10 February 2011

Tobacco Trade: part Two. The Bideford Connection

by Helen Hollick


The Devonshire town of Bideford was of little consequence until Elizabethan era. It developed beside a ford over the Torridge, and was given by William Rufus  to the Grenville family in the early 12th century. From then until 1744, Bideford remained their property.
The town was granted a Market Charter in 1272, but prosperity began to develop when Later, Bideford became a thriving port trading with the American Colonies under the Grenvilles family. From 1550 for almost 200 years Bideford thrived on importing timber from Newfoundland for shipbuilding, the production and export of wollens and cloth and importing tobacco. Supposedly, the first commercial cargo of tobacco carried by Sir Walter Raleigh was unloaded at Bideford.


Sir Richard Greville
After the death of Elizabeth I in 1603 colonial settlement was centred around the planting of tobacco to ply the European markets, presided over by a consortium of London merchants and West Country mariners, who could see the potential of making a profit from  tobacco. The function of the Virginia Company  was to create settlements to grow tobacco, .
Jamestown was founded in 1607, a settlement owned entirely by the Virginia Company; all settlers were employed by the Company or dependents of the employees. Disease was rampant and the colony was close to starvation. In 1608 John Smith (of Pochahontas fame) sustained the settlers through a harsh winter and promoted further development in North Virginia. Smith returned to England in 1609 following a serious injury, but in the summer of 1616 he visited the West Country sea-port towns, handing out maps and books of shipping routes to North America. 
Tobacco rapidly became an economically viable commodity. Exports rose from 20,000 pounds in 1617 to 4,000,000 pounds in 1640. Bideford had many experienced ship owners and merchants who took out blankets and returned with tobacco.  
The English Civil War began in 1642 and left the Virginian planters to develop crops and settlements. When the Civil War ended and the Monarchy was restored in 1660, Bideford enlarged a fleet of tobacco ships and built  the Quay in 1663, funded by the corporation of Bideford.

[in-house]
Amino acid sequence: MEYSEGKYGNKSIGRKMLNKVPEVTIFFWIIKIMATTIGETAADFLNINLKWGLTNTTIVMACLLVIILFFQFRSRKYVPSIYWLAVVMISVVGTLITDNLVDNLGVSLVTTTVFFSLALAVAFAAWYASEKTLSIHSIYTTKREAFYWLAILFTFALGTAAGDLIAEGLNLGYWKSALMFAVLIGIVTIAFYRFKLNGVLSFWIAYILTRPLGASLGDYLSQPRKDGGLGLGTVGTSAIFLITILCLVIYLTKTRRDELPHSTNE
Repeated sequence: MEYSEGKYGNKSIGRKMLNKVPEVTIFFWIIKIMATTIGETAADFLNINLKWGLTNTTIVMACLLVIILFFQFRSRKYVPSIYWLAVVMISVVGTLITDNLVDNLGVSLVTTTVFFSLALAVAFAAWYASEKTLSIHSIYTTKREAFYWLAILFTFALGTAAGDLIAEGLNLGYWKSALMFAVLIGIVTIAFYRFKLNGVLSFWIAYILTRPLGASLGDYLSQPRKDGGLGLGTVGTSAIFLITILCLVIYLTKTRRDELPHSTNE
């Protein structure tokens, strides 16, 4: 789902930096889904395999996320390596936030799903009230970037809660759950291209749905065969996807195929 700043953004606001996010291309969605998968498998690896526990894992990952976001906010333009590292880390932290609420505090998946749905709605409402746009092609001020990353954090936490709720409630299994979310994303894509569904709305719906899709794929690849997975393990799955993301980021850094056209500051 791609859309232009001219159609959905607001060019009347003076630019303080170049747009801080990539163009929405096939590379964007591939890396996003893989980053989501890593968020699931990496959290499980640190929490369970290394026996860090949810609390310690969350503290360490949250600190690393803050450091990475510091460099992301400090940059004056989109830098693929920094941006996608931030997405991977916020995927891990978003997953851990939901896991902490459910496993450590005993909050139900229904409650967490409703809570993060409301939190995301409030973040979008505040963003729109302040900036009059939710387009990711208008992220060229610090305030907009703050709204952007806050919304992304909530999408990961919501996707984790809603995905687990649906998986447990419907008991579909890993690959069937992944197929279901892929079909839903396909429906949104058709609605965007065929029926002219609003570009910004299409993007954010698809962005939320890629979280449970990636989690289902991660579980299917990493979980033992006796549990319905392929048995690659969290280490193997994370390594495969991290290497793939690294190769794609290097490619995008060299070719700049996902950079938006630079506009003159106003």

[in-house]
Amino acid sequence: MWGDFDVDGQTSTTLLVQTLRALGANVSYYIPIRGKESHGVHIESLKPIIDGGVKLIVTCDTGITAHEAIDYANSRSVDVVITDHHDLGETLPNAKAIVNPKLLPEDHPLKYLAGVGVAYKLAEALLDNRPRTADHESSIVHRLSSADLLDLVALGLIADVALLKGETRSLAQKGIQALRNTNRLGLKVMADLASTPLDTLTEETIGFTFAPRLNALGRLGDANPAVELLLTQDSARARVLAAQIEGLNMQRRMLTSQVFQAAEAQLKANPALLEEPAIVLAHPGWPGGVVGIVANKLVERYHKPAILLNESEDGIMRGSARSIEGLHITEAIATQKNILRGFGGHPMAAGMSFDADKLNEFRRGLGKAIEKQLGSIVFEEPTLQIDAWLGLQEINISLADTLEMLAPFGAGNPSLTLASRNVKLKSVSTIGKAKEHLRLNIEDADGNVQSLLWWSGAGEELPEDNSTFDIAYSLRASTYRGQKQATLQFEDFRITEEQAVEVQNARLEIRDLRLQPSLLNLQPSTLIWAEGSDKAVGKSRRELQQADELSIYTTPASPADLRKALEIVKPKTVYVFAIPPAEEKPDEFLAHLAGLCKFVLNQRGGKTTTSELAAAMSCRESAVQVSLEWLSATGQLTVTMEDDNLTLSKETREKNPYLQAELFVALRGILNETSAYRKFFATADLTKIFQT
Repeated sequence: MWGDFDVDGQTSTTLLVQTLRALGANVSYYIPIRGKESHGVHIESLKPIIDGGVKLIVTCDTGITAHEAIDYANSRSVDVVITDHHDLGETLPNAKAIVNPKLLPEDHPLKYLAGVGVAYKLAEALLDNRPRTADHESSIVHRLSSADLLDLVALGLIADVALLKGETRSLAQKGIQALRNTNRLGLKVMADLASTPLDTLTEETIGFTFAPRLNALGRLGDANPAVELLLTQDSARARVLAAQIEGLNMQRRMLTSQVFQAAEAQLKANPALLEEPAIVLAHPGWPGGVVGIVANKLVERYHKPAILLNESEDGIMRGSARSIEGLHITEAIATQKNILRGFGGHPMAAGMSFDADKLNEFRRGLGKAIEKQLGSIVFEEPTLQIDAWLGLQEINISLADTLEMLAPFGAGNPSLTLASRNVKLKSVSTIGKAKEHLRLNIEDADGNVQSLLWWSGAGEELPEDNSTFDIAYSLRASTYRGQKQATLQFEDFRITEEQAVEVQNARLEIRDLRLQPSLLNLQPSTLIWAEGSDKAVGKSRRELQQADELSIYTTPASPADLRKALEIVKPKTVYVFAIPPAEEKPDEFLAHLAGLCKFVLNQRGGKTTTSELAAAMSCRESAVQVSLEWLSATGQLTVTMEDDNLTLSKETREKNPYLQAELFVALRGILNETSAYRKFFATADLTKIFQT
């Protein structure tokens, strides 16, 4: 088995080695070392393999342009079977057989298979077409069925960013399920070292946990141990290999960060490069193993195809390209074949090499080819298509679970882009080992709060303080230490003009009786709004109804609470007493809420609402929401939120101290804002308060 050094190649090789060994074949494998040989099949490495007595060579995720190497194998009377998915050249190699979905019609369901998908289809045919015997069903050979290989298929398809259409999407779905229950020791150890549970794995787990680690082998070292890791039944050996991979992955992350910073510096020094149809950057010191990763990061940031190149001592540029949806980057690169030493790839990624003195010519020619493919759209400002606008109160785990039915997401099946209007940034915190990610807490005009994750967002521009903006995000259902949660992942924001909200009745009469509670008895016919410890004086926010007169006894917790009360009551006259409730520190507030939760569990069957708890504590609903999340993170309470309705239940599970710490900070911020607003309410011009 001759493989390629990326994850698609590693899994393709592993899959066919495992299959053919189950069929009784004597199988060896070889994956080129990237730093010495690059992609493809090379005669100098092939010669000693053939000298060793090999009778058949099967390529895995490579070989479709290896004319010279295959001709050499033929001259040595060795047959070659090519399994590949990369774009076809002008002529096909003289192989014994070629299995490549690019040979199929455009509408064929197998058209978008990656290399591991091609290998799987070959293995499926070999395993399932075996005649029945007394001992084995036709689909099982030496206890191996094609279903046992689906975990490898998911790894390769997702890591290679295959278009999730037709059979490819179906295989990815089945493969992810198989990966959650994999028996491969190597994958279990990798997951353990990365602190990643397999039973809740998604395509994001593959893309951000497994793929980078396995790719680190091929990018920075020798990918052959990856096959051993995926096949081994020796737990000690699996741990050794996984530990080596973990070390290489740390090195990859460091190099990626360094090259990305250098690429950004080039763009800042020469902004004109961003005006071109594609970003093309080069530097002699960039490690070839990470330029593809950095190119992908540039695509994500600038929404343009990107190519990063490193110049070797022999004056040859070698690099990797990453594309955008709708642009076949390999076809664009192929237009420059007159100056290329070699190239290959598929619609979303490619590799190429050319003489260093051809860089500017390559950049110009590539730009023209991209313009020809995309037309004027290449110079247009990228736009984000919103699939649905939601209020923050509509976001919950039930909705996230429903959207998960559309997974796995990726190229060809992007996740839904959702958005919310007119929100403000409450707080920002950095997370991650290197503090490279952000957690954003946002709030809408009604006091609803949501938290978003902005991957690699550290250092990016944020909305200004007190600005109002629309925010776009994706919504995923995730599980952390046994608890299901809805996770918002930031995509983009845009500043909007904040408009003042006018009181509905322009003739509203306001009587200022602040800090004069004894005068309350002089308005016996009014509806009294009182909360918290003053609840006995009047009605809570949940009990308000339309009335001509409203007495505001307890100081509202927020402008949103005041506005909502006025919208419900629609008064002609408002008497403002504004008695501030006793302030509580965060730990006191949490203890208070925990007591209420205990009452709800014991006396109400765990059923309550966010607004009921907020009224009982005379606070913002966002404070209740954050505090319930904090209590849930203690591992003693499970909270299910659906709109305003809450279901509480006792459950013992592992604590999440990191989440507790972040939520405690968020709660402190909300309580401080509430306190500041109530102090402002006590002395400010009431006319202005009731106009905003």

Bideford merchants built tobacco trading links with Northern Europe where good quality Maryland tobacco was popular.  Bideford earthenware and wools were traded along the Maryland and Virginia rivers directly to settlers - their return voyages laden with fresh, early tobacco, which fetched a high price.  Goods would be paid for in tobacco and the trade was one of the reasons of Bideford’s success. Many colonial ships’ masters were related to  prominent tobacco merchants, further strengthening trade. In 1676, one ship, the Bideford Merchant, brought home 135,000 lbs of tobacco.
As a result of the prosperity improvements were made to the town. Bridgeland Street was built in 1692 and the Quay was extended to it from the bottom of Cooper Street, but wars with France from 1689 to 1697 and 1702 to 1713 caused disruption to shipping. European markets were cut off, causing heavy losses. Financial burdens, brought about by increases in tobacco duty became too heavy for many merchants and finally, the American War of Independence (1775 – 1783) ended colonial trading for Bideford forever.
see also Part One That Obnoxious Weed

No comments:

Post a Comment

Thank you for leaving a comment - it should appear immediately, but Blogger sometimes chucks its teddies out of the cot and has a tantrum (especially if you are a Wordpress person) If you are having problems, contact me on author@helenhollick.net and I will post it for you.
However, SPAMMERS will be stamped on, squashed, composted and very possibly cursed - if you spam my blog, next time something nasty happens to you just remember that I DID warn you...

Helen